Here, the variables

### 3.4 Recommended novel approach

In order to effectively examine a practical solar system, it is essential to possess a precise PV model that accurately mimics its behavior under various operating situations (Ridha et al., 2022). Such a model necessitates suitable characteristics that differentiate one PV system from another. Consequently, the process of determining the values of the parameters for the solar PV model becomes an optimization issue, which requires the use of an objective function. The objective function is determined by comparing the measured data values from a physical system with the data values received from the model. When the estimated values of the model closely align with the observed values, it signifies a similarity to the physical system. The objective function (

Here,

By substituting Eq. 12 into Eq. 11, we obtain the following expression for the SD model:

For the DD model, this will be:

Lastly, for TD model, the following expression will be obtained:

The equations presented in Eqs 8–10 demonstrate a profoundly nonlinear characteristic. Therefore, if we substitute (

The N-R technique is an iterative algorithm that necessitates a beginning point,

This approach is employed to calculate the value of the objective function during the parameter optimization procedure. During the optimization process, the algorithm transfers the solar PV cell variables to the N-R technique, which computes the value of the objective function. To solve the nonlinear equations in Eqs 16–18 at a certain voltage, the N-R approach is used. This method yields output current values with an error (

## 4 Comparative simulation results

This section provides a comprehensive discussion and evaluation of the R.T.C. France solar photovoltaic cell. The considered cell has 26 current-voltage data set that have been obtained at a temperature of 33°C. It is worth mentioning that the all comparative simulations are executed using MATLAB R2023a on a personal computer with an 12th Gen Intel(R) Core(TM) i7-12700H processor 2.30 GHz, 32 GB RAM, under Windows 10 64-bit operating system.

### 4.1 Compared metaheuristic algorithms and parameter settings

The efficacy of the EEFO (Zhao et al., 2024) was evaluated more accurately by contrasting it with five distinct metaheuristic algorithms. The selected algorithms include the gravitational search algorithm (GSA) (Rashedi et al., 2009) and the whale optimization algorithm (WOA) (Mirjalili and Lewis, 2016), which are widely used. On the other hand, the slime mould algorithm (SMA) (Chen H. et al., 2023), arithmetic optimization algorithm (AOA) (Abualigah et al., 2021), and sinh cosh optimizer (SCHO) (Bai et al., 2023) are the most recent additions. The control parameters for all algorithms are listed as follows.

- EEFO: No other parameters

- GSA:

- WOA:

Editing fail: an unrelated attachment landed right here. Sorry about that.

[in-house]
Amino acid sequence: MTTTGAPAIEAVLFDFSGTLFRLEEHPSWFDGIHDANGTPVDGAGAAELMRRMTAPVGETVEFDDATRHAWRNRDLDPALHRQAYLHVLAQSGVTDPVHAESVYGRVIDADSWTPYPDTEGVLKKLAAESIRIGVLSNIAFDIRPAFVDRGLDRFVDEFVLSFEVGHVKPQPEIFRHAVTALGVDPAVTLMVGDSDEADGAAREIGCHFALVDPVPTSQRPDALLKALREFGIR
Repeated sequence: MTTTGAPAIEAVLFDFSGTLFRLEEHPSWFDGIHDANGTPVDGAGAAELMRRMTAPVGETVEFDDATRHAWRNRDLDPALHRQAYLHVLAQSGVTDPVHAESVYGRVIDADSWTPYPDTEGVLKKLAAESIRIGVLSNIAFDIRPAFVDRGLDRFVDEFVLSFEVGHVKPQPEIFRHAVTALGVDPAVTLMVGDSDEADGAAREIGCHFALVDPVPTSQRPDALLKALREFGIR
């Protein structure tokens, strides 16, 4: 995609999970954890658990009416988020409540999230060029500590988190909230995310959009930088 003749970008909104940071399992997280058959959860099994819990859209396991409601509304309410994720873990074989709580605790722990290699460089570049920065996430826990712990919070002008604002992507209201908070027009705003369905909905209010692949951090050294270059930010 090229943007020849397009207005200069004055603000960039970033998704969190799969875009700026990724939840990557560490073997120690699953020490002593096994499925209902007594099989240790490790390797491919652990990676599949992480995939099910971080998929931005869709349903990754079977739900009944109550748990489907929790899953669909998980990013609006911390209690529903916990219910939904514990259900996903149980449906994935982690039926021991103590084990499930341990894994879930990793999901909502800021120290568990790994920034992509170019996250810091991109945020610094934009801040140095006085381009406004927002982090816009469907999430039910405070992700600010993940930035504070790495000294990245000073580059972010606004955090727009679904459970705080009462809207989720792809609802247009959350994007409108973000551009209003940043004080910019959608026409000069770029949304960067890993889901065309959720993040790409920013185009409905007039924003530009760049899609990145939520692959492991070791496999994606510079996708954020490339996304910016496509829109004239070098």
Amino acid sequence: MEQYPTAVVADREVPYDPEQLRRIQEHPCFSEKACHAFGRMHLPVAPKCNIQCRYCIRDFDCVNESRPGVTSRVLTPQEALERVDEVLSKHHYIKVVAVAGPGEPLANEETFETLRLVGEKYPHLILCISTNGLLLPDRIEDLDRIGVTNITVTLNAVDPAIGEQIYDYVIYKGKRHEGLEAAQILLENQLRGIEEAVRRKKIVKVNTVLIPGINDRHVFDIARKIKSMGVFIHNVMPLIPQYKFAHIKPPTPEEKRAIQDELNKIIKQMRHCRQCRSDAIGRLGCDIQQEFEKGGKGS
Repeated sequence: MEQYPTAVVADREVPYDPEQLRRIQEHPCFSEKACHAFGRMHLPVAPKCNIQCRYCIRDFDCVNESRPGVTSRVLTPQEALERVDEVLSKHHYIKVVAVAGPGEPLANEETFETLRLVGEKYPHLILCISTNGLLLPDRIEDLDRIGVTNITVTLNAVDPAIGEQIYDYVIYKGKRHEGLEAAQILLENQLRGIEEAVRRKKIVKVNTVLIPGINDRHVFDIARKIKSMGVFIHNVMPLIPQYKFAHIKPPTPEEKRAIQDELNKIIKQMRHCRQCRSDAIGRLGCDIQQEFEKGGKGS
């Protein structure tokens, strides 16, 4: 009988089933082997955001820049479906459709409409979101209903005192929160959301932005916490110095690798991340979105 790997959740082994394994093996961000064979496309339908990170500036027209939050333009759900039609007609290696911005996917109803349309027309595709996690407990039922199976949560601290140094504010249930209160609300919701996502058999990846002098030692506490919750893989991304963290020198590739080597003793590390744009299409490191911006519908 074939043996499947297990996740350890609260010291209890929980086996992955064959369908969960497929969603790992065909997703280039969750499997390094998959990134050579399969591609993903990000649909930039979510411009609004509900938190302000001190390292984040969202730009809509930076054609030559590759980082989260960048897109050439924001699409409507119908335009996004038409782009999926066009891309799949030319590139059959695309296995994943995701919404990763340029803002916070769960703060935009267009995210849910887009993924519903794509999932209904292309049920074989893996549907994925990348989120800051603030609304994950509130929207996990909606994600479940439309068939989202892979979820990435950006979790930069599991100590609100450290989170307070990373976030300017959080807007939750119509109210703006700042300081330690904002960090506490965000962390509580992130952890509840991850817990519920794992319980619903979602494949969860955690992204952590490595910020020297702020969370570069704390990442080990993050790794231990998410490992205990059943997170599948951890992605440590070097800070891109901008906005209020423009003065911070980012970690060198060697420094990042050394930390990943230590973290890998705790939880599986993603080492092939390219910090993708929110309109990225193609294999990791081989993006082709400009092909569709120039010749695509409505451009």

- SMA:

- AOA:

- SCHO:

The population size for all algorithms was fixed at 50, and the total number of iterations was set at 400. This was done to create equitable conditions for conducting comparisons. According to provided control parameters, GSA and AOA necessitate the modification of two additional control parameters, whereas WOA and SMA only require the adjustment of one. However, SCO necessitates the modification of nine control parameters, with the exception of population size and total number of iterations. The primary advantage of the EEFO is its ability to optimize without the need for parameters, making it very desired for solving the given optimization issue.

### 4.2 Results of single-diode model

Table 1 provides the lower and maximum limits for the 5 parameters that need to be optimized in a single diode model. In order to achieve the lowest value for the RMSE objective function, it is crucial that the

Figures 3, 4 display the graphical outcomes of 30 iterations of the EEFO, GSA, WOA, SMA, AOA, and SCHO algorithms. Figure 3 displays the RMSE values achieved with the EEFO method, which are consistently low and outperform other algorithms in each run. In addition, the inspection of the box plot in Figure 4 clearly shows that the RMSE range of the EEFO method is minimal, which indicates its statistical success and stability.

Table 2 presents the statistical outcomes of all methods in the single diode model for the RMSE objective function. The RMSE objective function minimized by the EEFO method has an average, standard deviation and best values of 7.7348 × 10^{−4}, 6.8513 × 10^{−7}, and 7.7299 × 10^{−4} in the table. These numerical values are the most minimal in comparison to other methods. In addition, the highest RMSE value obtained from the EEFO method is considerably smaller than the average and lowest RMSE values achieved by the GSA, WOA, SMA, and AOA algorithms. The numerical findings validate the excellence of the EEFO method and its resilient statistical framework. The values of the most accurate estimated